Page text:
OPINION: The apparently imminent appointment of Ben Sasse will leave me no choice but to renounce my alma mater and forsake Gator Nation.
Opinion | Columns
OPINION: My foremost impression of this ordeal has nothing to do with Sasse himself. It concerns freedom of belief and academic liberty here at UF.
The less students vote, the less accurate image SG members have of student opinion on campus, and the less students will be satisfied with election results. It’s a lose-lose situation.
No university has ever broken into that top-five ranking and stayed there for two consecutive years, until last month, when UF was ranked among the top five for the second year in a row. Berkeley and UCLA are tied for first, Michigan and Virginia tied for third, and UF and UNC are tied for fifth.
Florida’s current abortion ban only prohibits abortions after 15 weeks, but make no mistake, the Florida Republican Party will work for a complete ban. They’re hoping you won’t pay attention. They’re counting on you doubting that the worst can happen. But pay attention, because it very well might. If Florida Republicans win big in November, they will double down on denying your right of bodily autonomy the first chance they get.
Recently, UF has been celebrating the renewal of its top-five public university ranking. But last month, U.S. Secretary of Education, Miguel Cardona, called college rankings “a joke.” He pointed out they encourage colleges to compete for prestige when they should be working toward equity.
Our Student Government and our elections are supposed to reflect the interests of the entire UF student body, no matter who you are. Unfortunately, there has been persistent misallocation of student funding, prioritizing a slim number of interests. The inequitable distribution of our student budget was most recently manifested in the recruitment of Accent speaker Josh Richards for $60,000.
Gator Party is proud to have led Student Government for the last two years. It has been an honor to generate long-lasting impacts for the Gator community through the executive and legislative branches.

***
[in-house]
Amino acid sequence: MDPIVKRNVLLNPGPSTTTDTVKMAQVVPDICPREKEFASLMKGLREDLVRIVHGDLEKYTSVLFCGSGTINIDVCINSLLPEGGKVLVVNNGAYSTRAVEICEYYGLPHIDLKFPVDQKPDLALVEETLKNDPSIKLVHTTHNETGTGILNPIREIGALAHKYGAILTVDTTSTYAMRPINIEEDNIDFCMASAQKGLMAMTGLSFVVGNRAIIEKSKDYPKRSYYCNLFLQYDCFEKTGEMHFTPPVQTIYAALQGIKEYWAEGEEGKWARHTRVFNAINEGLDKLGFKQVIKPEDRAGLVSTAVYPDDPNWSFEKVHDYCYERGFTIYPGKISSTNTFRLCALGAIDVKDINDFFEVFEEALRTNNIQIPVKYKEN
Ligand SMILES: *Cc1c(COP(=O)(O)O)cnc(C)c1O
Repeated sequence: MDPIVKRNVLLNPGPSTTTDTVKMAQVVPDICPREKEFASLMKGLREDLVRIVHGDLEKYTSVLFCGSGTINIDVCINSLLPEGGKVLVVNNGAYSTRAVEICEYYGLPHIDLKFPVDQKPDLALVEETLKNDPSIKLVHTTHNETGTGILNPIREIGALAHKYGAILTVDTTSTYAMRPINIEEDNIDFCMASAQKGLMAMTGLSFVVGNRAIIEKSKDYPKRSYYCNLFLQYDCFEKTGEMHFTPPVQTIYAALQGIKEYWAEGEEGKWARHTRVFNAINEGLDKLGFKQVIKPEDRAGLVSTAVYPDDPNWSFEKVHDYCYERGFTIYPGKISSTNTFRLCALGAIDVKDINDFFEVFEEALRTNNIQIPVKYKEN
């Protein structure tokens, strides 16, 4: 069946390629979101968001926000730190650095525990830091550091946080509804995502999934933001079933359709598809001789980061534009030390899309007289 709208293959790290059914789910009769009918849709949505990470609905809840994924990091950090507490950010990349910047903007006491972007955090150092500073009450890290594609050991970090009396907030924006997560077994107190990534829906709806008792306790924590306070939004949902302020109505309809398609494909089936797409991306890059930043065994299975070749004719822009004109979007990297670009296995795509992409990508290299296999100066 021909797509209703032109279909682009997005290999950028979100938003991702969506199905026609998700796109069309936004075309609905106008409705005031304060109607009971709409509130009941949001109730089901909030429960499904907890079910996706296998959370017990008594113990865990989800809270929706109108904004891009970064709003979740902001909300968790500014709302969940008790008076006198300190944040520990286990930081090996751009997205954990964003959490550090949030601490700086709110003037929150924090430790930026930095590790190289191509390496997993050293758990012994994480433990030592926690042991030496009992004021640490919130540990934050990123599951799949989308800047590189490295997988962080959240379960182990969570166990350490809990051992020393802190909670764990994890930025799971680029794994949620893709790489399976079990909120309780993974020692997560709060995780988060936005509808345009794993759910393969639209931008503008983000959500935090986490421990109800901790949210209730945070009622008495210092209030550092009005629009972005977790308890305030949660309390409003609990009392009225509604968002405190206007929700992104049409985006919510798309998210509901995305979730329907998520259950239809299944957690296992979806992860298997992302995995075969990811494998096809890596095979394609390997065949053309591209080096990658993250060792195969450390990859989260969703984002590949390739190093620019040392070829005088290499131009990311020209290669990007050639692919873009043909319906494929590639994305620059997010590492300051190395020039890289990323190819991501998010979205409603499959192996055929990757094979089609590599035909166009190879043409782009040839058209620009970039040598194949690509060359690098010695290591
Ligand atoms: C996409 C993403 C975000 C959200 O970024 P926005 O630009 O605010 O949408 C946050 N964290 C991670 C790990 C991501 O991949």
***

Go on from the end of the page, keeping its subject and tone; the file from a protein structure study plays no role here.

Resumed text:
Earning the title of a top-five public university last year, UF has become a space for some of the nation’s most gifted individuals — something that often prompts students to go the extra mile when doubting their own skills. Questions of academic ability often become questions of belonging, with a single less-than-superior grade housing the potential to make students worry about whether they deserve to have a spot here.
The first year of my Ph.D. program in psychology had taken a toll on my finances. I had moved from a job that paid me just enough to get by, determined to make UF’s much lower stipend work. Unfortunately, determination wasn’t enough to make that stipend stretch to cover the cost of living.
A shout-out of gratitude and admiration to all the staff and students who this past week welcomed our new students into residence and dining halls with cheerfulness and effectiveness, even in the heat and rain of August in Gainesville.
The Alligator newsroom is lined with its history. The best issues, framed, hang over editors’ desks. The sagging couch where I nestled for the past 16 print nights seems pulled out of an estate sale, or an abandoned frat house. Closets contain stacks of our recent issues and proud collections of novels written by Alligator alum.
I’ve been obsessed with words for as long as I can remember. The way they can make you feel, what art you can create or how they shape you. And I love words, for I grew up having trouble arranging them in my speech the way I could on paper. So I gobbled them when I could, whether that was reading or writing elementary books before I understood what world I lived in.
I had joined The Alligator Summer 2020 as a transfer student, about four months after the onset of the pandemic. As a digital news assistant, I reported remotely from my Miami home, and my interactions consisted strictly of text and video calls over Zoom. It wasn’t until I became a features and investigations editor in January that I began to feel the sense of community that a true newsroom fosters. I began to see The Alligator as a second home.